Perhaps the best proof of all that food aid is only incidentally humanitarian and related to real hunger comes from the sequels of the Indochina War. Millions of tons of Food for Peace were poured into Cambodia, Laos and especially Vietnam: the US created refugees through bombing and then set up food programmes for them; it introduced any number of ‘self-help measures’ and made exceptions for repayment terms – yet as soon as these countries became independent, the US cut off all aid and is even reported to have diverted in mid-ocean sorely needed food and fertilizer shipments.

Food has now very definitely joined capitalism’s armoury: according to American Secretary of Agriculture Butz,,

Food is a weapon. It is now one of the principal tools in our negotiating kit.

In many developed countries farmers are paid not to produce certain foods vecause of ‘overproduction’ (witness EEC food mountains), while every day 10,-000 people die of starvation or hunger-related diseases in the UDCs. MNCs make huger profits by sucking the resources from UDCs, aided by the active collusion of the ruling elites in those countries. In the past ten years alone the average American has added 350 lb. of grain to his annual diet – about the equivalent of the yearly consumption of a poor Indian. As Susan George says:

If you are eating too much meat and animal fat, this is a matter between you and your doctor. If millions of consumers are eating such a proportion of the world’s cereal grains in this form (i.e. converted to animal meat and fat – H.M.), it is a matter between them, their governments and those, economic agents their governments primarily serve.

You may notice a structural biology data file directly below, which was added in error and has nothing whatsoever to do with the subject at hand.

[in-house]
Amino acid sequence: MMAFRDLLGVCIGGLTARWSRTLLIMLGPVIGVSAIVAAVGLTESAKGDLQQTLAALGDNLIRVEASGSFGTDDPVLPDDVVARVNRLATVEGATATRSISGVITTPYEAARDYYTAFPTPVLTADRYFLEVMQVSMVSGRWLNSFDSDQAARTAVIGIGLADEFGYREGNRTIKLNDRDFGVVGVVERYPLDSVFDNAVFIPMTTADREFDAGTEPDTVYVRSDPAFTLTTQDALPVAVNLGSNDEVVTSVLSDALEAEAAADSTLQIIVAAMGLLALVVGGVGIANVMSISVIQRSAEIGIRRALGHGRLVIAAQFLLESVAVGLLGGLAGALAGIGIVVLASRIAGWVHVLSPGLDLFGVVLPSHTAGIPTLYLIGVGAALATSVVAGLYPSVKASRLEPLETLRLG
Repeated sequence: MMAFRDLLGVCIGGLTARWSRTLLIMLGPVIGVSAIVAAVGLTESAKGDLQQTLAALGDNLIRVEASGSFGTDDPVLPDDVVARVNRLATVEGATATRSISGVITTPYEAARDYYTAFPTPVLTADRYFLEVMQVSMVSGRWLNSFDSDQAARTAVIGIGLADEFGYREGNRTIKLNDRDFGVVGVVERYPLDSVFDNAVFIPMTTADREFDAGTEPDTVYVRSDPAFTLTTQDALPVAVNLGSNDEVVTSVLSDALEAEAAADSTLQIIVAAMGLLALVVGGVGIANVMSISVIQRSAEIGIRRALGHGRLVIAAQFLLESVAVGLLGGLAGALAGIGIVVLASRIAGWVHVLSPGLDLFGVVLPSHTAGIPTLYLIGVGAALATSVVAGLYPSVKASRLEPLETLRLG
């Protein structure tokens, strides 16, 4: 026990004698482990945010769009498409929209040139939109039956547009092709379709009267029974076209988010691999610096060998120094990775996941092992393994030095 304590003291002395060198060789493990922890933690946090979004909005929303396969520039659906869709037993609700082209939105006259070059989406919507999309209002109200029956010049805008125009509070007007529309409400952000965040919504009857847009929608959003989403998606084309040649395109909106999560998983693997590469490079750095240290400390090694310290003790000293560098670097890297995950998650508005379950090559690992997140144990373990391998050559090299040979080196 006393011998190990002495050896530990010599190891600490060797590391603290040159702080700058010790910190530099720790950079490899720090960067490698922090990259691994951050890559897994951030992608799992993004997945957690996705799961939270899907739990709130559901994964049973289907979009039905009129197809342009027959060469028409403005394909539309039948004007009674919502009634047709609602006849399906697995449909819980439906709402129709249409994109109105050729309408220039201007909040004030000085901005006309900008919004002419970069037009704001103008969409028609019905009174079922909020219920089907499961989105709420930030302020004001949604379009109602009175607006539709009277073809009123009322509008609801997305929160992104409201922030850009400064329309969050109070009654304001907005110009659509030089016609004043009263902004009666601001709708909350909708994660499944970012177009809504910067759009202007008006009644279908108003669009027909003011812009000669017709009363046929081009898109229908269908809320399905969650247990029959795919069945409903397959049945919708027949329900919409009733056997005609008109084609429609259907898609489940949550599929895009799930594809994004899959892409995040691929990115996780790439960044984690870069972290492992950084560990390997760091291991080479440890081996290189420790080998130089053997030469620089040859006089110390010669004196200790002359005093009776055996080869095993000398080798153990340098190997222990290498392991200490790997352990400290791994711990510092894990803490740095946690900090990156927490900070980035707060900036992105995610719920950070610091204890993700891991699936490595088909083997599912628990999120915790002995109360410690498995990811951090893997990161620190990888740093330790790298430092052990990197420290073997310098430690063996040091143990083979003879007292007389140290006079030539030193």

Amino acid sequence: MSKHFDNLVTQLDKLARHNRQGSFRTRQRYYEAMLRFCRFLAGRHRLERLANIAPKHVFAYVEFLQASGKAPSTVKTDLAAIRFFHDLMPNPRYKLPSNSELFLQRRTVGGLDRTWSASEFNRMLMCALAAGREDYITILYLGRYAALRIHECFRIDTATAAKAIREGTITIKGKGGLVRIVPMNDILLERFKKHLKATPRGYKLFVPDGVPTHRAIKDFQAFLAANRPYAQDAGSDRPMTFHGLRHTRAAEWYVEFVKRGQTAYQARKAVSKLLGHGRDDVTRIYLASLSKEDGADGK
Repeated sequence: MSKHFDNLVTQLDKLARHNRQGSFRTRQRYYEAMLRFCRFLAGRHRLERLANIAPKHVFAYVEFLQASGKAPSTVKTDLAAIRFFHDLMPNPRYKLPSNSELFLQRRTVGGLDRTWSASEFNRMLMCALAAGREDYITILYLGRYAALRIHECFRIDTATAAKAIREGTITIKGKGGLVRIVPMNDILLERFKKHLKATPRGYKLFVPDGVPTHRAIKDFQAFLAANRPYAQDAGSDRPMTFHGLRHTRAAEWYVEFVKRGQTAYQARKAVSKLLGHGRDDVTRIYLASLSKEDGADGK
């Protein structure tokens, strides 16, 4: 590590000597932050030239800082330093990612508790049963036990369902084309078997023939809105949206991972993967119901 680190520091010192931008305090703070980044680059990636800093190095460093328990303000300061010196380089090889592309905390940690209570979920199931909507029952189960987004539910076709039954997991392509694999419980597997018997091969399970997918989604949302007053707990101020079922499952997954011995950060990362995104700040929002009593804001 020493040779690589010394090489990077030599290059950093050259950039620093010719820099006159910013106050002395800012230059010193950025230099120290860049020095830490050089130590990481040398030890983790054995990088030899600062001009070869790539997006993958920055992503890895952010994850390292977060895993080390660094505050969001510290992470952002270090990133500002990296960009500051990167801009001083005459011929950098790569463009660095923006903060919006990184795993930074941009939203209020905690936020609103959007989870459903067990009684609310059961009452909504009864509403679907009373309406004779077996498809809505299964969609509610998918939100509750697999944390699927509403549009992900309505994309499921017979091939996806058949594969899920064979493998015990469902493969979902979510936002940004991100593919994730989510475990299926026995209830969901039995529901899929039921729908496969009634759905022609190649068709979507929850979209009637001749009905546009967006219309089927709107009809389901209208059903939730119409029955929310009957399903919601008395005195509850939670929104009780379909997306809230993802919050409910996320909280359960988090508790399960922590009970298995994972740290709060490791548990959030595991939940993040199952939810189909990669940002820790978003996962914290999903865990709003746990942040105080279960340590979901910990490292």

So much more is included in this book that it is not possible to even mention most of it. One of its main values is that it could be an eye-opener for large numbers of people hooked either on the ‘West is best’ syndrome or the liberal/reformist solution to world hunger of food aid as an end in itself. It serves to clarify an area which it is very important for socialists to understand. My only criticisms of the book are that the author persists in calling the Eastern bloc and China ‘socialist’ and that she is altogether a bit soft on China and N. Korea. Surely it’s possible to applaud the advances made by some of these countries towards eradication starvation while at the same time remaining critical of the essentially nationalistic perspectives and the power structure within which this has been accomplished?

Perhaps the final quotation should be left to that great democrat and saviour of the ‘free’ world, one-time US President Herbert Hoover, who said about the US food aid ‘given’ to W. Europe after the 2nd World War,

While our major interest was relief of famine, all on our staff were concerned about the forces moving in the world and their impact on our country – especially with the spread of Communism.

You don’t have to dig very far into the muck to find the links between the UN, the CIA, the MNCs with their promotion of agribusiness technological packages, and world hunger. The grubby deals wrapped up in euphemisms, the hypocritical claims to be concerned about starvation and malnourishment, the lies about MNCs providing more employment in UDCs, the unloading of responsibility onto ‘stubborn’ and ‘uncooperative’ people who refuse to reduce their birth rates (and so have to be compulsorily sterilised, don’t they?): all this arises from the utilisation of agricultural productive capacity in order to create profits rather than healthy people.